BRUSLY — Both candidates vying to become Brusly’s next police chief in the upcoming election want to take a more hands-on approach to managing the town’s police force after a difficult year in which the former police chief repeatedly faced criminal charges.
Both Paul Marionneaux and Jonathan Lefeaux have law enforcement experience. Marionneaux, who serves as an assistant chief, said the department’s problems have been fixed. Lefeaux, a former Brusly officer, said he will take the small police agency in a more “community-orientated” direction.
The Town Council was forced to call a special election to elect a new police chief after former Chief Jamie Whaley resigned in April. Three days later he pleaded guilty to malfeasance in office and was sentenced to 18 months’ supervised probation.
Whoever is elected police chief will finish out Whaley’s term, which ends in December 2016.
Col. Richie Johnson, with the West Baton Rouge Parish Sheriff’s Office, was appointed the interim police chief until the Nov. 4 election.
Whaley was initially faced — and pleaded guilty to — charges of theft and malfeasance in office for using a town-issued credit card to purchase gasoline for his personal truck and boat.
But two months later, he was arrested again, booked with malfeasance in office and theft following a probe by the state Inspector General’s Office and the FBI. That investigation found that Whaley misappropriated seven firearms owned by the town. Whaley pleaded not guilty and the case is still pending.
An internal audit into the Police Department following Whaley’s resignation found that it was actually 20 guns that were unaccounted for instead of seven.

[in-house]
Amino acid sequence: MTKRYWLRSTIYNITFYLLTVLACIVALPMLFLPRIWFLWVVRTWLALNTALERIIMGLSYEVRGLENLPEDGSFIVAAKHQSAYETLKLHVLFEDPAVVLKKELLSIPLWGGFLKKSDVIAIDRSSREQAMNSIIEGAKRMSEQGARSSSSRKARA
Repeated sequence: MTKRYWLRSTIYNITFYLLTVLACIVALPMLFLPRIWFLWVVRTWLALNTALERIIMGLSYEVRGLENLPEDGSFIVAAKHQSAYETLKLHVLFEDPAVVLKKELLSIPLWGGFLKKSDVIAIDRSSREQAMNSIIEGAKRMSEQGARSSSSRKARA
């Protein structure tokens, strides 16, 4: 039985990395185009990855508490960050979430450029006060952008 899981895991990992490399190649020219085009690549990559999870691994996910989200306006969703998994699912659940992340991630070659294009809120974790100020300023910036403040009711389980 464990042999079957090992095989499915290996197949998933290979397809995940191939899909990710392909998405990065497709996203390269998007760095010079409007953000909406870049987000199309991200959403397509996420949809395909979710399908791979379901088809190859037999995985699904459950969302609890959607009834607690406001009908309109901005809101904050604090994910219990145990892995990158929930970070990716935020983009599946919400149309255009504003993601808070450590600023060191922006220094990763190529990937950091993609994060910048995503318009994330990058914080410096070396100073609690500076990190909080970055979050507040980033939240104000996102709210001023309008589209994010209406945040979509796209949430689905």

The audit also outlines a laundry list of other improper administrative practices within the Police Department under Whaley’s tenure, including questionable bank transactions on Police Department financial accounts and improperly maintained personnel files for officers.
The same report also noted that at least 10 of the department’s 17 officers didn’t have psychological evaluations in their personnel files, and at least one officer admitted to hitting a prisoner while not in self-defense or while making a lawful arrest.
Marionneaux, who both serves as Johnson’s assistant police chief and works for the West Baton Rouge Sheriff’s Office, said things have turned around in the past few months.
“The current employees are 100 percent squared away and they’re going to do their jobs the way it needs to be done,” he said.
Marionneaux, 47, is a 26-year veteran with the West Baton Rouge Sheriff’s Office. He is the commander for the parish’s Special Weapons And Tactics team.
Marionneaux said he also served as commander of the Sheriff Office’s Narcotics Team for six years.
He believes experience in law enforcement management has prepared him to be an effective leader of the Brusly department.
“I believe the recent changes we made as a police department set the foundation for our continued success,” he said in a prepared statement. “Officers should maintain a training level that affords them the ability to handle and situation ... I will dedicate the needed resources to accomplish this goal.”
Lefeaux, a former officer who left the Brusly Police Department in 2005, is convinced it will take a police force that’s more embedded in the community to repair the department’s image.
If elected, Lefeaux pledged to adopt an open-door policy giving citizens the opportunity observe the department’s day-to-day operations.
The 35-year-old lieutenant with the Port Allen City Marshal’s Office also wants to design a training program that will help officers’ interactions with Brusly’s youth, elderly population and business owners.
“I plan to be there every day for the people,” he said. “I want to get in there and really run the department full-time. I think that’s where Jamie (Whaley) went wrong. He wasn’t over there supervising the office like he needed to.”
Lefeaux describes himself as a compassionate person who is more concerned with rehabilitating criminal offenders than just locking them up in prison.
“I really want to help out with troubled kids,” he said. “Just get more police presence in the community.”
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